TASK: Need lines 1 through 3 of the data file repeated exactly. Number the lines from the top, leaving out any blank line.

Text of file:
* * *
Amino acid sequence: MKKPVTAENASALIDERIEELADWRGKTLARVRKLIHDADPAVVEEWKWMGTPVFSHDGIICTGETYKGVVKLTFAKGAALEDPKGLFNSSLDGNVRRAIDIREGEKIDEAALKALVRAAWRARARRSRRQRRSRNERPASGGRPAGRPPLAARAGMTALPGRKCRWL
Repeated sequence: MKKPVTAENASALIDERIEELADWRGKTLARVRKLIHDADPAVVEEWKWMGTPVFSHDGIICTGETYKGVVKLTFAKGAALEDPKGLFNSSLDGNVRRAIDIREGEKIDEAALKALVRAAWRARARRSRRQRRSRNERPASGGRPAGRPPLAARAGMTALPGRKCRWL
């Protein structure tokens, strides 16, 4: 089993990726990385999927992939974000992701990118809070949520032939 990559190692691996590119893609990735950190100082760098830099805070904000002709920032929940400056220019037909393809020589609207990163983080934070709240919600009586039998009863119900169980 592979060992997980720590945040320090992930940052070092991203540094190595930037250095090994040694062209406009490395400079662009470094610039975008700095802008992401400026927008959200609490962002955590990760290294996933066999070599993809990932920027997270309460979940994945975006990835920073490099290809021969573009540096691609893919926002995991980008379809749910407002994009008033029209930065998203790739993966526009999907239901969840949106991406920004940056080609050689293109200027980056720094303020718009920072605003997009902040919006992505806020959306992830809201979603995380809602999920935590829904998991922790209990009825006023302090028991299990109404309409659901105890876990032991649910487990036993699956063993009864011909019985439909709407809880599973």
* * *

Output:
Amino acid sequence: MKKPVTAENASALIDERIEELADWRGKTLARVRKLIHDADPAVVEEWKWMGTPVFSHDGIICTGETYKGVVKLTFAKGAALEDPKGLFNSSLDGNVRRAIDIREGEKIDEAALKALVRAAWRARARRSRRQRRSRNERPASGGRPAGRPPLAARAGMTALPGRKCRWL
Repeated sequence: MKKPVTAENASALIDERIEELADWRGKTLARVRKLIHDADPAVVEEWKWMGTPVFSHDGIICTGETYKGVVKLTFAKGAALEDPKGLFNSSLDGNVRRAIDIREGEKIDEAALKALVRAAWRARARRSRRQRRSRNERPASGGRPAGRPPLAARAGMTALPGRKCRWL
């Protein structure tokens, strides 16, 4: 089993990726990385999927992939974000992701990118809070949520032939 990559190692691996590119893609990735950190100082760098830099805070904000002709920032929940400056220019037909393809020589609207990163983080934070709240919600009586039998009863119900169980 592979060992997980720590945040320090992930940052070092991203540094190595930037250095090994040694062209406009490395400079662009470094610039975008700095802008992401400026927008959200609490962002955590990760290294996933066999070599993809990932920027997270309460979940994945975006990835920073490099290809021969573009540096691609893919926002995991980008379809749910407002994009008033029209930065998203790739993966526009999907239901969840949106991406920004940056080609050689293109200027980056720094303020718009920072605003997009902040919006992505806020959306992830809201979603995380809602999920935590829904998991922790209990009825006023302090028991299990109404309409659901105890876990032991649910487990036993699956063993009864011909019985439909709407809880599973």